Support the Café

Search our Site

Away in a manger in New York

Away in a manger in New York

The nativity infant arrived early at, appropriately, Holy Child Jesus Church, a Roman Catholic parish in New York. More specifically, during the manger builder’s lunch break, according to The Guardian and other media outlets today:

Father Christopher Ryan Heanue, one of the priests at the church in the borough of Queens, said he and others placed a clean towel around the baby while waiting for paramedics to arrive.

“The beautiful thing is that this woman found in this church – which is supposed to be a home for those in need – this home for her child,” Heanue said, referring to the person he assumed left the baby there.

“A young couple in our parish would love to adopt this child and keep this gift in our community. It would make a great Christmas miracle,” Heanue said.

The baby was healthy, The Guardian reported, and police are searching for those who left the newborn (four to five hours old, and weighing five pounds, according to and the parish Facebook page) boy. From the CBS report:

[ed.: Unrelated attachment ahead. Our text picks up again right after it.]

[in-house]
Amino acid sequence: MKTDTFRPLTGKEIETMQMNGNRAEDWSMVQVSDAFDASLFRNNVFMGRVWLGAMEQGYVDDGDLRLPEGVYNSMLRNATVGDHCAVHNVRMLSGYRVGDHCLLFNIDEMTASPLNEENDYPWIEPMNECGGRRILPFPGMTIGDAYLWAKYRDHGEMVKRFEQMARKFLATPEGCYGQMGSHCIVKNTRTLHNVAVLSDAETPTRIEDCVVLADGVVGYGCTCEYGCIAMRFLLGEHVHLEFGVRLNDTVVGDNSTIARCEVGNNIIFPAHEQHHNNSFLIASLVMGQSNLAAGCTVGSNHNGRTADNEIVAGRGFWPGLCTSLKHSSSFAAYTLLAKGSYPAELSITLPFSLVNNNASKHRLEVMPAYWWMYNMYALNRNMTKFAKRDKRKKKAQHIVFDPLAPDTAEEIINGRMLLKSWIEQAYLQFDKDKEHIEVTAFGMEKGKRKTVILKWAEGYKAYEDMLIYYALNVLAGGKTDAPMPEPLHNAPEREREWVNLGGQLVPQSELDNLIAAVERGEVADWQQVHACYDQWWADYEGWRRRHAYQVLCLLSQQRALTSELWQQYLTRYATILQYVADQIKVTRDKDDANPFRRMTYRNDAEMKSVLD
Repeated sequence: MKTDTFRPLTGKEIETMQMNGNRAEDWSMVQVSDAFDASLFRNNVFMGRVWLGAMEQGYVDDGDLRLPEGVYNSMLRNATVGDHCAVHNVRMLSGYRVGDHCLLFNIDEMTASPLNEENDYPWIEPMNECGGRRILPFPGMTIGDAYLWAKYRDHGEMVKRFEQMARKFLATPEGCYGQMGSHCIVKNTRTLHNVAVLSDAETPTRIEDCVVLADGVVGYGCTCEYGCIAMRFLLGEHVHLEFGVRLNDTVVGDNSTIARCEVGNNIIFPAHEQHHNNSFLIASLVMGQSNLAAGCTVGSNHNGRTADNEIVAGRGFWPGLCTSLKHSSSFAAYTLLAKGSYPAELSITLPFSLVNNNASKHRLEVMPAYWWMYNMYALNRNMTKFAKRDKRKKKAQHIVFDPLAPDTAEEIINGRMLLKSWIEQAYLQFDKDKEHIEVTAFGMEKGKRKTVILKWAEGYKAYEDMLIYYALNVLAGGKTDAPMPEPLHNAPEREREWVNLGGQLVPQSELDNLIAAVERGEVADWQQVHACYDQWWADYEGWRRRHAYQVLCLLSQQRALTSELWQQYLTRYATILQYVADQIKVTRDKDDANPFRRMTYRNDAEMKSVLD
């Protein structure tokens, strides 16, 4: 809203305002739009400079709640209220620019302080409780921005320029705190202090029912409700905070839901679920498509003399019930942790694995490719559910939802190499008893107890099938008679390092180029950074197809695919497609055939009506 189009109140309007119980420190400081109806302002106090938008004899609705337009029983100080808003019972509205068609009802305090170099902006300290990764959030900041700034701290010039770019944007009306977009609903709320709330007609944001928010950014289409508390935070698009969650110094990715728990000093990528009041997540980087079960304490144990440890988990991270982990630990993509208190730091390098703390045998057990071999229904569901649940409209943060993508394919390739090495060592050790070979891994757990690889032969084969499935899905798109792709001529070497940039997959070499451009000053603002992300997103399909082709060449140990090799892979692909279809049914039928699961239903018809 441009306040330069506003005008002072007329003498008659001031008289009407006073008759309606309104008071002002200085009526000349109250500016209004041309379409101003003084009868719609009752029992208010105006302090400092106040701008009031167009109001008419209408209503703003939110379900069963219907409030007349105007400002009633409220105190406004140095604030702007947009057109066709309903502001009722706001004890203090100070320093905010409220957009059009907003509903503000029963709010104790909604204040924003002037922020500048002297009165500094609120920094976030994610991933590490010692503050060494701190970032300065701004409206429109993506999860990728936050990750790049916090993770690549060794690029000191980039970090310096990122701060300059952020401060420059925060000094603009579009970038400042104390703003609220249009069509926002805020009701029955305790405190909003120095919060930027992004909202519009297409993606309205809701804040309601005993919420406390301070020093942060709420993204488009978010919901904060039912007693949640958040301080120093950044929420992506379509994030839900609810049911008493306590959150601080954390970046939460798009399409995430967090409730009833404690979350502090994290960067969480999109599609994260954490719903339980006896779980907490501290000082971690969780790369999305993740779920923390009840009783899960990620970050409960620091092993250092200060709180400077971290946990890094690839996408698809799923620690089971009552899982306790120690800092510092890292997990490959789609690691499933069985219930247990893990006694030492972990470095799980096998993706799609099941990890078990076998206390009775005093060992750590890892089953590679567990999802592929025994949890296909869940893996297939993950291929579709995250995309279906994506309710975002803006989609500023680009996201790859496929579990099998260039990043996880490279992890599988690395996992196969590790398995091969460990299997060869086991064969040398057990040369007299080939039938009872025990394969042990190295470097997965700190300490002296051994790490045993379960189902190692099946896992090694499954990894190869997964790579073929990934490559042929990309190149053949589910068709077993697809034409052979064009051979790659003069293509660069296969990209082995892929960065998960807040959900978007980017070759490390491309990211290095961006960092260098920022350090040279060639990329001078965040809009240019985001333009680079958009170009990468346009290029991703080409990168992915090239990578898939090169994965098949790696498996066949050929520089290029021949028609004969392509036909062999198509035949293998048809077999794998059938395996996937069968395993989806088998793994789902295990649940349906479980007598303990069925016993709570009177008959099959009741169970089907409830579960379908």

New York has a so-called safe haven law that says a newborn can be dropped off anonymously at a church, hospital, police or fire station without fear of prosecution. But the law, known as the Abandoned Infant Protection Act, requires that the child be left with someone or for authorities to be called immediately.

Police said that didn’t happen in this case, which led investigators to begin searching for the person who dropped the child at the church.



Café Comments?

Our comment policy requires that you use your real first and last names and provide an email address (your email will not be published). Comments that use non-PG rated language, include personal attacks, that are not provable as fact or that we deem in any way to be counter to our mission of fostering respectful dialogue will not be posted.

Support the Café
Past Posts

The Episcopal Café seeks to be an independent voice, reporting and reflecting on the Episcopal Church and the Anglican tradition.  The Café is not a platform of advocacy, but it does aim to tell the story of the church from the perspective of Progressive Christianity.  Our collective sympathy, as the Café, lies with the project of widening the circle of inclusion within the church and empowering all the baptized for the role to which they have been called as followers of Christ.

The opinions expressed at the Café are those of individual contributors, and, unless otherwise noted, should not be interpreted as official statements of a parish, diocese or other organization. The art and articles that appear here remain the property of their creators.

All Content  © 2017 Episcopal Café